Do you understand how science works? Does it operate on proof or consensus? How does it handle uncertainty?
Science impacts all of us, so we would do well to understand how science works. It’s helpful to know the basics of the peer review process, how the scientific community deals with uncertainty, and what scientists mean when they use the word “cause.”
Read more to learn the basics of how science works.
How Science Works
Most of us don’t really understand what science is or how science works. We think it’s iron-clad proof that something is true. In reality, scientific knowledge is expert consensus—a group of qualified scientists agrees that a claim is correct when there’s enough evidence to support it.
The Peer Review Process
Expert consensus comes from peer review. No science is considered legitimate until it passes peer review. The peer review process is a key element of how science works. Typically, the process works like this:
Step #1: A scientist comes up with an idea, collects evidence to support it, writes a paper, and then submits it to a scientific journal for publication.
Step #2: The journal sends the paper to three other scientists to review. Reviewers must be subject matter experts and mustn’t have a close relationship with the paper’s author. They look for bad science and mistakes and provide comments. If the reviewers provide conflicting comments, the journal might send the paper to more scientists or the editor might provide notes.
Step #3: The journal sends the reviewers’ notes back to the paper’s author to address. The author may write multiple drafts as she implements and receives new feedback. If the author ultimately fails to revise well enough, the journal won’t publish the paper. The author has to start over or try a different (less prestigious) journal.
How Science Deals With Uncertainty
How the scientific community deals with uncertainty is a critical aspect of how science works. Even after a paper has passed peer review and been published, there will always be some uncertainty regarding the details—science is always evolving, so while we may know a lot, we’re never going to know everything about any topic. This is normal and important—it’s what drives scientists to keep discovering new things.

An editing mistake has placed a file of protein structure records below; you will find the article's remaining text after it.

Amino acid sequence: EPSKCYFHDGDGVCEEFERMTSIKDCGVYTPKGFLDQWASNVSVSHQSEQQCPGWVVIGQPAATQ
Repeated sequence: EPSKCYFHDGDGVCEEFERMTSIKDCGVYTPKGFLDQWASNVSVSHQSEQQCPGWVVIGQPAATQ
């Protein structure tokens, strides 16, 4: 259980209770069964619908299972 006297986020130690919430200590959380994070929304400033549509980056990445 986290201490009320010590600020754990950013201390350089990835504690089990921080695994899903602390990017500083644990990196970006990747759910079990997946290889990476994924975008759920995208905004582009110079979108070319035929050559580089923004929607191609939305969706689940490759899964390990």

- For example, climate modelers can’t effectively capture hurricanes because they’re too small (on a global scale).
When presented with an uncertainty, the question shouldn’t be whether there’s any doubt, but whether there’s any reasonable doubt. If there’s reasonable doubt, the matter isn’t settled. If there’s doubt on the details, that’s normal.
Science has gotten a lot done even though it was never designed to provide certainty—for example, we landed astronauts on the moon. Feats like this don’t prove that science is perfectly, objectively right, but they do suggest that when we act on the work of expert consensus, we can get a lot done.
What Scientists Mean by “Cause”
Like science and scientific uncertainty, many of us don’t understand how cause works. Knowing what scientists mean when they use the word “cause” is important to understand how science works. For example, we think that if smoking causes cancer, then if a person smokes, she’ll definitely get cancer.
In reality, it’s more complicated than that. There are two types of causes:
- Statistical. This means that if you do something, you’re more likely to see a particular outcome. (If you smoke, you’re more likely to get cancer.)
- Everyday. This means that once a particular result has come to pass, you can find the cause, but the cause isn’t guaranteed to create that particular outcome every time. (Shortform example: If you fight with your partner because you’re jealous, jealousy caused that particular fight. Jealousy often, but not always, causes fights.)
Now you know the basics of how science works.
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